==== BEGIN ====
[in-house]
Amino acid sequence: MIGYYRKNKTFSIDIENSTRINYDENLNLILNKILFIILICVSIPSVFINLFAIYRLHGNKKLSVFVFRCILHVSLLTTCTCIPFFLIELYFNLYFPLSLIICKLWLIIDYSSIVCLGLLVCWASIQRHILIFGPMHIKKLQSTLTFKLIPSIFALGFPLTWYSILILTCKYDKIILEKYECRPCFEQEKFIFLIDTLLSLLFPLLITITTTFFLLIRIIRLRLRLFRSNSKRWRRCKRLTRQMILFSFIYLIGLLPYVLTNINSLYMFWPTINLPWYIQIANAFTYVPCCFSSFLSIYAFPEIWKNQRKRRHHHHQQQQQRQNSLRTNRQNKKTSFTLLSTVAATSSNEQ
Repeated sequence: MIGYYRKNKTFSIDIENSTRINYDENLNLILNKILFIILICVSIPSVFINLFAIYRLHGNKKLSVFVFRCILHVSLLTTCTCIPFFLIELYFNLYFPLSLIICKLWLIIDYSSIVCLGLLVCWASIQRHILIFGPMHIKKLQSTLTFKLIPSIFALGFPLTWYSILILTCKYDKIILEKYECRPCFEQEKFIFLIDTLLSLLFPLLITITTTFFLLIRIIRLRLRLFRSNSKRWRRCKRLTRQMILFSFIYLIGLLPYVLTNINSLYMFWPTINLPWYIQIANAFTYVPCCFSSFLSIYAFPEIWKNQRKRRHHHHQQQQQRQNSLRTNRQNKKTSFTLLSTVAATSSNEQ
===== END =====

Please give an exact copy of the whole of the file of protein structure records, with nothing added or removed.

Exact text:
[in-house]
Amino acid sequence: MIGYYRKNKTFSIDIENSTRINYDENLNLILNKILFIILICVSIPSVFINLFAIYRLHGNKKLSVFVFRCILHVSLLTTCTCIPFFLIELYFNLYFPLSLIICKLWLIIDYSSIVCLGLLVCWASIQRHILIFGPMHIKKLQSTLTFKLIPSIFALGFPLTWYSILILTCKYDKIILEKYECRPCFEQEKFIFLIDTLLSLLFPLLITITTTFFLLIRIIRLRLRLFRSNSKRWRRCKRLTRQMILFSFIYLIGLLPYVLTNINSLYMFWPTINLPWYIQIANAFTYVPCCFSSFLSIYAFPEIWKNQRKRRHHHHQQQQQRQNSLRTNRQNKKTSFTLLSTVAATSSNEQ
Repeated sequence: MIGYYRKNKTFSIDIENSTRINYDENLNLILNKILFIILICVSIPSVFINLFAIYRLHGNKKLSVFVFRCILHVSLLTTCTCIPFFLIELYFNLYFPLSLIICKLWLIIDYSSIVCLGLLVCWASIQRHILIFGPMHIKKLQSTLTFKLIPSIFALGFPLTWYSILILTCKYDKIILEKYECRPCFEQEKFIFLIDTLLSLLFPLLITITTTFFLLIRIIRLRLRLFRSNSKRWRRCKRLTRQMILFSFIYLIGLLPYVLTNINSLYMFWPTINLPWYIQIANAFTYVPCCFSSFLSIYAFPEIWKNQRKRRHHHHQQQQQRQNSLRTNRQNKKTSFTLLSTVAATSSNEQ